See the nice chunks of walnuts embedded in the bread?

I fixed up a cold tofu salad with sesame dressing and included some of the greens, cabbage, mushrooms and carrot from the CSA box for another meal side. Because of the high pesticide usage in Korea, I did sometimes wonder if eating (uncooked) produce was actually doing my body a disservice from the pesticides but it was nice to know the produce from the CSA box was organic and put my mind at ease while I munched through the sandwich. I didn't even peel the carrots most of the time (but gave it a very thorough washing and scrubbing) because of the nutrients and it felt good knowing the carrots were pesticide free.

The local butcher had some moksal (pork chuck) on sale last week so I bought a pack and decided to marinate it. I used a bit of the apples, onion and garlic from the CSA box added some other stuff to make a simple fruit-based marinade in the blender. Then I mixed it with the pork and put the big ol' batch in the fridge for simple cooking and eating on busy nights. Recipe for this pork marinade will come in the future!

Apple, onion and garlic from the CSA box was used for the pork marinade

Mixed and ready to marinate in the fridge...

The marinated pork was enjoyed thoroughly throughout the week eaten in wraps with the fresh greens from the CSA box...

Fresh, organic greens on hand to wrap up the morsels of meat in wraps...

And even topped on a salad with some roasted kabocha squash.

I used the remaining eggs and last onion from the CSA box in this quick and spicy beef and rice noodle stir fry. Broccoli, mushrooms, onions, eggs, beef and rice noodles came together for a really flavorful and quick dinner. I'll be sure to post a recipe for this soon too.

I've been craving dongchimi (a water-based non spicy radish kimchi that's usually eaten in winter) and since radishes are all abound in the winter I decided to give it a go based on instructions my awesome momma gave me. A bunch of things were added to the kimchi broth for flavor while waiting for it to ferment including a bit of the apples from the CSA box and the giant garlic cloves.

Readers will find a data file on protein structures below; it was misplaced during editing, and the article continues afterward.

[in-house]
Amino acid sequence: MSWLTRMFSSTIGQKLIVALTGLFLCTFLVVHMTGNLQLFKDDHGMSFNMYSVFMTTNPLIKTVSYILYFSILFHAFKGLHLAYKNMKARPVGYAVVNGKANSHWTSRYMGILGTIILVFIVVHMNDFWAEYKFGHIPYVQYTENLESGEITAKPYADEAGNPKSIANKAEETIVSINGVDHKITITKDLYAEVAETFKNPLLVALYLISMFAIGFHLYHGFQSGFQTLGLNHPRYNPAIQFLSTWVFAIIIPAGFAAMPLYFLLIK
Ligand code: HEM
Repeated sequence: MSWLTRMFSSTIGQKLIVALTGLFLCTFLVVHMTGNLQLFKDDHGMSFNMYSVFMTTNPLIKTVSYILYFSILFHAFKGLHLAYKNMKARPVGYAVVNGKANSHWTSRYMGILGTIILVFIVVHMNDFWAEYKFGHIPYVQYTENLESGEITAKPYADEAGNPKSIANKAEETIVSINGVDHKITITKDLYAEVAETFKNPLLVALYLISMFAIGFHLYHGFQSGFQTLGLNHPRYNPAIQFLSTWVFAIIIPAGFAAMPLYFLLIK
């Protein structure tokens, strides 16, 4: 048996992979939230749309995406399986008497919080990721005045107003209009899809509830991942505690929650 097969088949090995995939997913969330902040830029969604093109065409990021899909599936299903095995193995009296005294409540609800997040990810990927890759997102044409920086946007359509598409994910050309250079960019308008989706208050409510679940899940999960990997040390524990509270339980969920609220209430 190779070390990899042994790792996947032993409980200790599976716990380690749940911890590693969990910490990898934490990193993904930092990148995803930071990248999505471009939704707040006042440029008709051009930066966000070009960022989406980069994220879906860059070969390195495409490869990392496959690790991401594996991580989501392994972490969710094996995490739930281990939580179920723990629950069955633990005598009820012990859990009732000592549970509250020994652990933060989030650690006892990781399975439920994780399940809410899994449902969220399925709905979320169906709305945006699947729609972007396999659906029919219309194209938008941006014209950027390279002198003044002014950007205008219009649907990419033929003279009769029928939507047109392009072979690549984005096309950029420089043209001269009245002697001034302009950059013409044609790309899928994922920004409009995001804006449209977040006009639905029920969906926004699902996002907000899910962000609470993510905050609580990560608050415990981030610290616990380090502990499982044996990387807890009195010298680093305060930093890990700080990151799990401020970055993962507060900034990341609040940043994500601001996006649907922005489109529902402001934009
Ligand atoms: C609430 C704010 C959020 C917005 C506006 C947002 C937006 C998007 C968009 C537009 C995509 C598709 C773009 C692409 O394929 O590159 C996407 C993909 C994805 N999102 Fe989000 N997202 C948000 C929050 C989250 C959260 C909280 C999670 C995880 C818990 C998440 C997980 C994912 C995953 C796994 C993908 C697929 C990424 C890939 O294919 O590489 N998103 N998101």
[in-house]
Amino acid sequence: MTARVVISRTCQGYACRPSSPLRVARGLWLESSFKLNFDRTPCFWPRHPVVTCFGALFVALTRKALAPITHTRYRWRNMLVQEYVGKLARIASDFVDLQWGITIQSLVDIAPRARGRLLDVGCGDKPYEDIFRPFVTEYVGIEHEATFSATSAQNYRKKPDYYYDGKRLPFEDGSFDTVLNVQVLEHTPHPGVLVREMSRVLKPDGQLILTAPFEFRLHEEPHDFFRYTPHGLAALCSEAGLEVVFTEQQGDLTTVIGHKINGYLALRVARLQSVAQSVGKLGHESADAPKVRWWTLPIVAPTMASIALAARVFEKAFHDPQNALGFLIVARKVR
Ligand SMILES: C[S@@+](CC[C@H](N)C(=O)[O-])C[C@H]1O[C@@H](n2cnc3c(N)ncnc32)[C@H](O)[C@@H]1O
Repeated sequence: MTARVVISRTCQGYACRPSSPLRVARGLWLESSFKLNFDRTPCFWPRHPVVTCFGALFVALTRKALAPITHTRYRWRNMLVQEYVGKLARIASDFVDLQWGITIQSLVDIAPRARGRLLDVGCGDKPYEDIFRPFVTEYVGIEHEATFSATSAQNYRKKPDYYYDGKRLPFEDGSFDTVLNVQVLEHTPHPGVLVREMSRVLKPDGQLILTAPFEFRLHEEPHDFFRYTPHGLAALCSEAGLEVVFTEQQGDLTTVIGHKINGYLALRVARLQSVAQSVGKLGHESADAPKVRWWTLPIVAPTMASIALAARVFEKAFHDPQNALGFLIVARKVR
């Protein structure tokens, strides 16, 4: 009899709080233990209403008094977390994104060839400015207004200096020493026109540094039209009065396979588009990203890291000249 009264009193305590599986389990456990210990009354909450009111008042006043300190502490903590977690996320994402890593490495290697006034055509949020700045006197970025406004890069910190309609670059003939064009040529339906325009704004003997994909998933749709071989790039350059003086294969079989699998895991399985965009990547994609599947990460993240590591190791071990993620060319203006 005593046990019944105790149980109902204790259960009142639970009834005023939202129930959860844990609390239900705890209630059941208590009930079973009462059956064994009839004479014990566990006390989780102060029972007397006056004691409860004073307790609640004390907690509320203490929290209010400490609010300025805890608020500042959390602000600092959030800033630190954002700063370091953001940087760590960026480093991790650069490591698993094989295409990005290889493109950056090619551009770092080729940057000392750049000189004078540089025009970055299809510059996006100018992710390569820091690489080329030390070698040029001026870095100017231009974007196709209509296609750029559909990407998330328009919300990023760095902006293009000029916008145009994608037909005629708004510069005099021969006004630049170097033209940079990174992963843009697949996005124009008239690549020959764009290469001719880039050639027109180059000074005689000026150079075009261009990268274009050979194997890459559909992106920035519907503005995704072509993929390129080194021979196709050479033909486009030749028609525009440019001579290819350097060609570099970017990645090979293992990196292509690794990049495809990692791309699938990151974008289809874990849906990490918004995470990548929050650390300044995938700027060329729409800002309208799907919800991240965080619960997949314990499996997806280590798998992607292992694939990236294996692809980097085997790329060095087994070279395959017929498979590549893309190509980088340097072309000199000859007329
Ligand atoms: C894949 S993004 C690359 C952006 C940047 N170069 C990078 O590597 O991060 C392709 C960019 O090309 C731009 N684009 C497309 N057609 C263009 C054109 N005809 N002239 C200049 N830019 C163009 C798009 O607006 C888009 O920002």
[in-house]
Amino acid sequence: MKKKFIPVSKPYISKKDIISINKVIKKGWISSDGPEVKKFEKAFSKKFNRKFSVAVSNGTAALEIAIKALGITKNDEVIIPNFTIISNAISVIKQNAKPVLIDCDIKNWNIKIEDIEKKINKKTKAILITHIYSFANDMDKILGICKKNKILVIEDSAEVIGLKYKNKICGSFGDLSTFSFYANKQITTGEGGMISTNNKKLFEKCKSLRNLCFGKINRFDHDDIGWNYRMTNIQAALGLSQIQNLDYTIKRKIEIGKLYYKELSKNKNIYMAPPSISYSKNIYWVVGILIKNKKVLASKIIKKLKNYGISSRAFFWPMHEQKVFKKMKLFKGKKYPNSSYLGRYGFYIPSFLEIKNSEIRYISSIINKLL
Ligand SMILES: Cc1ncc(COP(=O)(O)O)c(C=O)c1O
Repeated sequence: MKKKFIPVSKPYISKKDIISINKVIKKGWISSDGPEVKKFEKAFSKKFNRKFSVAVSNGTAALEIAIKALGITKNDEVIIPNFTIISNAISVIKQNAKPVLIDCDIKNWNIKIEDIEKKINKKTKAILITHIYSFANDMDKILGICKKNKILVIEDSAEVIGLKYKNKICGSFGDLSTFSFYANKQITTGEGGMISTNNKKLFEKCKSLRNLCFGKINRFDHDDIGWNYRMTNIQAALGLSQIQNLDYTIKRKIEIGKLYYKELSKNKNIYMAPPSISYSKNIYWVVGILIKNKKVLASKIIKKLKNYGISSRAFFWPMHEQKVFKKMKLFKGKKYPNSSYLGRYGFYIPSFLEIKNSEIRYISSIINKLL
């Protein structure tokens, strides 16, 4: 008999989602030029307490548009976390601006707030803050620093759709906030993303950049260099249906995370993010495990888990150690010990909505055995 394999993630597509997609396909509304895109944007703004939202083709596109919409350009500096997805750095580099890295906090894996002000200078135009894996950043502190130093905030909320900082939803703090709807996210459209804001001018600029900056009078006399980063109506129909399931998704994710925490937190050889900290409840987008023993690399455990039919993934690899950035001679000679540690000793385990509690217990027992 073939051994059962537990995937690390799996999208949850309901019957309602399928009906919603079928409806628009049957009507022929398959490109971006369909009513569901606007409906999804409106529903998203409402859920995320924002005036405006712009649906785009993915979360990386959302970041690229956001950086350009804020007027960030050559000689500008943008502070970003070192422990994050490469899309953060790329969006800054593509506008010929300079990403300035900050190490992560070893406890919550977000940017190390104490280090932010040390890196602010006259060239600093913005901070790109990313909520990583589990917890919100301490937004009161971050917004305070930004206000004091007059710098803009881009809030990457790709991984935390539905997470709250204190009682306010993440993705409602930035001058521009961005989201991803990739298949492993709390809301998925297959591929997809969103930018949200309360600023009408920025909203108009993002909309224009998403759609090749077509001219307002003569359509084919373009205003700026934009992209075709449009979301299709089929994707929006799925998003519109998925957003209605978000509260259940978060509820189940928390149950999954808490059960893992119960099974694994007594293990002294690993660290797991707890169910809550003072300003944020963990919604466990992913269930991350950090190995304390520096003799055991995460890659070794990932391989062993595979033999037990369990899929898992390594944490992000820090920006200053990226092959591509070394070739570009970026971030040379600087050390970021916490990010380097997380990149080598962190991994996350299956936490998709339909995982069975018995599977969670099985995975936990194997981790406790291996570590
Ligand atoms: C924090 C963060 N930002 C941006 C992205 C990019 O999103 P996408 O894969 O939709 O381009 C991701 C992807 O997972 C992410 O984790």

After patiently waiting for a few days, the dongchimi turned nice and bubbly and fermented and the dongchimi is damn good if I do say so myself. I'm sure the organic apples and garlic cloves from the CSA box definitely helped in bringing out the flavors! This was definitely a happy turnout and I'll get working on posting the recipe soon too. 

Last but not least, to use up the last of the veggies from the CSA box, I bought a few more veggies and other ingredients and made a simple stock to have a hot pot party with friends. The last of the oyster mushrooms, cabbage and remaining carrot from the CSA box joined other greens, shiitake mushrooms, enoki mushrooms, kabocha squash, dumplings, tofu and thin beef slices for a kick-ass hot pot at home. Noodles were added at the end to the flavorful broth for the finish. I promise directions will go up soon for the hot pot too.

It was a grand and delicious way to cap my first-ever CSA box and my friends and I all thoroughly enjoyed ourselves.

All in all, my first CSA box was a smashing success and I was thoroughly pleased with what was included, the quality, and taste.  It wasn't like all the tastes of the organic produce and goods were better than all the non-organic stuff I've had so far, I certainly didn't taste that sort of difference, but yes, the quality and freshness was really superb. And good quality ingredients DO make a difference when cooked so I was a happy guy who ate well during the week. The peace of mind you get knowing everything is organic is a big plus and I'm sure health conscious Koreans will find that factor very appealling.

The only minor criticism I have is with the prepared spinach side dish that was included in the basket. I love spinach banchan but this was really overdone on the sodium level. I'm not sure if the company that prepared it was just feeling generous with the table salt when they made my batch or what but if their other side dishes are as salty as the spinach, I wouldn't be too pleased with getting more of their side dishes in the box....

But those two very minor points aside, I was very happy with the box. Organic, fresh, and in-season produce and goods shipped to your house directly on a weekly basis and for a reasonable price! What's the downside of that?

For those wondering, the pricing is below (image taken from WWOOF CSA website). As you can see, pricing is very reasonable. Not only are the baskets customized according to how many are in your household but you can also get it without bread if you wish or make your basket vegan.

Anyways, if you're interested in signing up click here! And for more info, browse through their homepage and be sure to check out WWOOF CSA's FB page too (remember to click 'like').

Props to my man, Joon for hooking this guy up and letting me have my first CSA experience!